A couple of weeks ago I found myself on four flights in as many days. That gave me time to dig around in the business sections of the newspapers and so I stumbled across a very interesting chart on the state of retailers in the UK.

The Times ran a small chart of the Britain’s ‘Top Ten fastest-growing retailers’. At number one was Aldi, but we’ve all heard about the rise and rise of this discount retailer. Number two was Waitrose, probably Britain’s premier supermarket, where the prices match the quality.

At number three and four were Sports Direct and Primark, two other highly successful discount retailers.

And here’s the odd thing. The fifth and sixth fastest growing retailers were Burberry and John Lewis. Both are upmarket operations, operating at the higher end of their respective markets.

Indeed, British Home Stores – a classic middle market operation – has just been sold for £1.

The inescapable conclusion is that the retail world is only working at the extremes: discount and premium. Which is much like the European auto industry.

The big difference is that the discount end of the car industry doesn’t want to be discounted. According to one auto analyst, as much as two thirds of the cars sold in Europe are sold at loss.

That might sound pretty extreme, but the economics of selling mass-market cars in Europe is vicious. First off, wage costs in Western Europe (Germany, France and Italy particularly) can as much as 20 percent higher than in Poland, for example. Factory utilization in Europe is also underpar in many countries, further increasing costs.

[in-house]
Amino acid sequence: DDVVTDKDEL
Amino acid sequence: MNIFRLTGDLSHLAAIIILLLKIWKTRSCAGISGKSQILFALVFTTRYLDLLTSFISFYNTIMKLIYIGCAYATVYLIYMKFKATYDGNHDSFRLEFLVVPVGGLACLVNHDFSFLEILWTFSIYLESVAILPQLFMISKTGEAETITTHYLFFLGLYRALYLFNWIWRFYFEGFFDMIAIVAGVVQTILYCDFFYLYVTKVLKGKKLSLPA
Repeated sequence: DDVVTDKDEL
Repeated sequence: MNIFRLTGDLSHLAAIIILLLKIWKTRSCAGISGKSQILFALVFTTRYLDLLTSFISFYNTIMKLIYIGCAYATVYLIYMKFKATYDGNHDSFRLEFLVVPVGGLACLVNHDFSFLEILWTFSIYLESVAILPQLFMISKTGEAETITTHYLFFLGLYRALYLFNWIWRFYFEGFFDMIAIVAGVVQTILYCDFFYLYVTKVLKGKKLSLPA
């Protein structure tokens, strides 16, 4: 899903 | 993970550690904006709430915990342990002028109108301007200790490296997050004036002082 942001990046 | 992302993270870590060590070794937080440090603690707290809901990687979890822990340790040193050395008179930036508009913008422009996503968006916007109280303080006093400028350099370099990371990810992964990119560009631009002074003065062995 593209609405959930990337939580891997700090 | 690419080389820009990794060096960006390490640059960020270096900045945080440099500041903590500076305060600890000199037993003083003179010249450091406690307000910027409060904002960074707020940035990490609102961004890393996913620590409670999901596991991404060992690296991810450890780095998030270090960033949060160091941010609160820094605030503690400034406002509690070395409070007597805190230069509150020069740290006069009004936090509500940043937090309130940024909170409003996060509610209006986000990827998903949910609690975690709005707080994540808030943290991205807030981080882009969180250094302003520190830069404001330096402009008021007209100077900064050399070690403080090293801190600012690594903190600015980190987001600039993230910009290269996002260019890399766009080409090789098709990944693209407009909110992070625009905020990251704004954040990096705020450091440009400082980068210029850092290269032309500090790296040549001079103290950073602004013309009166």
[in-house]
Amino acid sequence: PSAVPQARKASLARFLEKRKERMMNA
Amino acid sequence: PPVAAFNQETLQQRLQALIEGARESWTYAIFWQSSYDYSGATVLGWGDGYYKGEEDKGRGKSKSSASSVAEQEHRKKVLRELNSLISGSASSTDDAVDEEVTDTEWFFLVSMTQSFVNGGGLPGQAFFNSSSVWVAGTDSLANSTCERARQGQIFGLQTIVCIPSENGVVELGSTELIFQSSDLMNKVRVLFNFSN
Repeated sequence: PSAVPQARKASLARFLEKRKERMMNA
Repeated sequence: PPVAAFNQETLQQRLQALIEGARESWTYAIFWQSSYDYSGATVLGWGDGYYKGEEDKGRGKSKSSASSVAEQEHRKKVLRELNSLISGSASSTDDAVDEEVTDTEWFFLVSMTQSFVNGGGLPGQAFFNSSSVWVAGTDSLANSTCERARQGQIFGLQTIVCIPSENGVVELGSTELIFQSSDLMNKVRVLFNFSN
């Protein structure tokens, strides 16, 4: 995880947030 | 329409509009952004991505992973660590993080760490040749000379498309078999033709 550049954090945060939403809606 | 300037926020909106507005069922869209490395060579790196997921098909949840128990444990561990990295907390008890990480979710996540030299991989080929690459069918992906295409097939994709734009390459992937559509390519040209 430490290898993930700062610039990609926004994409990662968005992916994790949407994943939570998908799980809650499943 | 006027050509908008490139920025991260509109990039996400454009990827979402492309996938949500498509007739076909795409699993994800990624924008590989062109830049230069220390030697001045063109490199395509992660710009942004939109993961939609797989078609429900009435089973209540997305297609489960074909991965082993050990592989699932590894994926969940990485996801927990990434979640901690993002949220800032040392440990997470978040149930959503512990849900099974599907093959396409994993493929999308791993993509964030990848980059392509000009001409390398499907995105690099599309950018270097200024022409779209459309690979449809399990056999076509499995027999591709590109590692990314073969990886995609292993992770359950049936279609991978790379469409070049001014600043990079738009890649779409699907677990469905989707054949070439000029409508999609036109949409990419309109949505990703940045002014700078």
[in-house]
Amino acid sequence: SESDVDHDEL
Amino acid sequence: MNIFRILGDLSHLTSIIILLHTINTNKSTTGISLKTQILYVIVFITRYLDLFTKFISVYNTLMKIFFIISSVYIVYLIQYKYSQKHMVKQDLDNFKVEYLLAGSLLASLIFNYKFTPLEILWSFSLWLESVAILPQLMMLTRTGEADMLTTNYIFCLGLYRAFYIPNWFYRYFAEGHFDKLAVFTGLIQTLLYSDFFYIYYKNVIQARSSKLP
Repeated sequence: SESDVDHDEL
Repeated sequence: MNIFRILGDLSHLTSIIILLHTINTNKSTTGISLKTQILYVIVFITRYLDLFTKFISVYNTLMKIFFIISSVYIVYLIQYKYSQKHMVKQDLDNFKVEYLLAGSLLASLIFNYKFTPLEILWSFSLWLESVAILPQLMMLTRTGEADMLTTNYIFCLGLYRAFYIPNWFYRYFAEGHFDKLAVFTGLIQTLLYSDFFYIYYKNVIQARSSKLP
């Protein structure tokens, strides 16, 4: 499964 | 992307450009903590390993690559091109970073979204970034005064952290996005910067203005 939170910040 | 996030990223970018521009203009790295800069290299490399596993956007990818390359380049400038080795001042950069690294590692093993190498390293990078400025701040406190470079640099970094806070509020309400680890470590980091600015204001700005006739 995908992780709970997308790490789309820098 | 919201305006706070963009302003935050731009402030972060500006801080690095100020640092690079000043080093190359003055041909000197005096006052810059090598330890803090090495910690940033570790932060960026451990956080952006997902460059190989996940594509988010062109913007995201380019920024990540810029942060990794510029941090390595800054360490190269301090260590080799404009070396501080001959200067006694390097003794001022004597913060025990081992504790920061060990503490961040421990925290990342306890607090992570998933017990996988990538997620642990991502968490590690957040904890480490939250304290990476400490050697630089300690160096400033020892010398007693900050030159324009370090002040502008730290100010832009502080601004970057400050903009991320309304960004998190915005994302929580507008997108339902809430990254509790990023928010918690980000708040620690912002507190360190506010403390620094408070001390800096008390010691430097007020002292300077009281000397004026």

Of course, material costs for building a car are not so different whether it’s, say, a VW Golf or a Renault Megane. But the killer is the final transaction price.15 years ago the then-boss of Renault told me that VW could command 1500 Euros more for a Golf than he could for an equivalent Megane.

If you do the figures, it’s pretty astonishing. Over 400,000 units per year, VW pockets 600m Euros more than Renault. Over four years, that’s 2.4bn in extra revenue.

I don’t want to pick on Renault. The same problems of discount pricing have plagued Ford of Europe, General Motor’s European arm and Peugeot-Citroen.

All suffered significant losses in recent years. Like in UK retail, being caught between true discount brands and premium badges is a pit of unprofitability that is very hard to climb out of.

Sure, the mass-makers have pushed extra hard with ever better cars, ever better engines, interiors and equipment levels. Yet driving up those transaction prices is proving very difficult indeed.

Today, some mass-makers have embarked on a new path to profits. Citroen wants to spin the DS sub-brand off as a premium offering and Ford wants to see the Vignale sub-brand encourage buyers to spend money on a super-high specification.

These are highly admirable moves, but they remain either a long-shot or a long-term project. However, I heard an amazing rumour the other day that one Asian mass-maker has an even more audacious plan.

This brand, so the story goes, has decided that it could end up mired in the automotive mass-market.

It came to the obvious conclusion that it needs to command higher prices, but that it could never shift perceptions of its now well-established badge. It also concluded it needed another brand. But rather than invent one, the company is said to poised to buy an established premium name, which it will re-launch and ‘nurture’.

I have no idea which auto brand – dead or alive – is in the sights of this (wealthy) carmaker. It certainly has the engineering firepower, but massaging a marque back to life is hard to very manage, as BMW found out with Rover and Ford with Jaguar.

Still, it’s worth a try. A couple of thousand extra on the transaction price and a few hundred thousand sales and you’re suddenly making real money.